Goal setting is one of the most common requests in coaching. As we approach the end of another dramatic year we look forward to setting new goals and starting with a renewed mood. But when we set goals for the new year, we tend to focus on correcting our perceived weaknesses and achieving success based on external measures of success. Then, we end up feeling uncomfortable even when the goal is achieved.
In this article we will talk about traditional perceptions of goal setting as an obstacle and how to set goals in a way that will satisfy us without feeling burned out and overwhelmed.
Traditional notions of goal setting as an obstacle
Often the perceptions we have become an obstacle to achieving a goal. Some of them are:
- We believe that goal setting has only two stages: setting a goal and move forward with its implementation.
- We consider failures to be evidence that the goal is not achievable or that we are incompetent.
- We follow external measures of success when we set a goal.
- We set unrealistic criteria for success.
- We start implementing without reflecting on the past year/experiences.
- We are unaware of our character strengths and how we can use them to achieve a goal.
- We do not consider how we want to feel when pursuing a goal.
How we set goals
Goal setting means two things, cultivating new perceptions and aligning our values with actions towards a goal. Goal setting can increase our performance under certain conditions, i.e. if we can:
- distinguish goals from values: clarify which values guide and inspire us, making sure the goals are aligned with our values.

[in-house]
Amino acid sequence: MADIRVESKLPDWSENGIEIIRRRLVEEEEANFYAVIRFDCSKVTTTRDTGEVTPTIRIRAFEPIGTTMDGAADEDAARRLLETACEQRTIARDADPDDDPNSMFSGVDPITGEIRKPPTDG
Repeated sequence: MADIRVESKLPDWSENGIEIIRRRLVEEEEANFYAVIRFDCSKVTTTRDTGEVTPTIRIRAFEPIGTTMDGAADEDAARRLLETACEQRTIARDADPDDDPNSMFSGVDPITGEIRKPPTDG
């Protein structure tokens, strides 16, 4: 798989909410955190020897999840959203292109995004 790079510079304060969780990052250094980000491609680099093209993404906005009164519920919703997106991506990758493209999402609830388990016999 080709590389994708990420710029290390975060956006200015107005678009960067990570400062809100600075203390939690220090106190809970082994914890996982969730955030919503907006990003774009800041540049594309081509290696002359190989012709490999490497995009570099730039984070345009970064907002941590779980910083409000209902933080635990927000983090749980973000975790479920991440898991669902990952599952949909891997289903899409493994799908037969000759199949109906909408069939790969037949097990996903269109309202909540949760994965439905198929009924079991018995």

- become flexible: we are not our goals. The goal is the embodiment of our values. This means that a value can take on flesh and blood with another goal and set of actions. For example, self-care (value) can be accomplished by going to the gym (goal) or by finding a job that does not leave us burned out (goal).
- accept who we are by taking care of ourselves as we work towards the goal. We do not have to prove anything to anyone by pushing ourselves to achieve a goal.
- accept failure: the change that occurs is not an undisturbed straight line towards the goal. Mistakes are made, disappointments and surprises come. Failure does not necessarily mean abandoning a goal or the wrong goal.
- focus on the goal by making sure it is aligned with an overarching purpose and meaning in our life.
- maintain enthusiasm by constantly reminding ourselves the overarching purpose that the goal fulfills every time we feel stressed and deflated. The “why” must be bigger than our worries.
If you need help discovering your inner potential, discovering who you are, your purpose in life and what principles and values guide you, my signature self-awareness 1: 1 coaching program was created for you to help you finally feel whole and grateful in your life.
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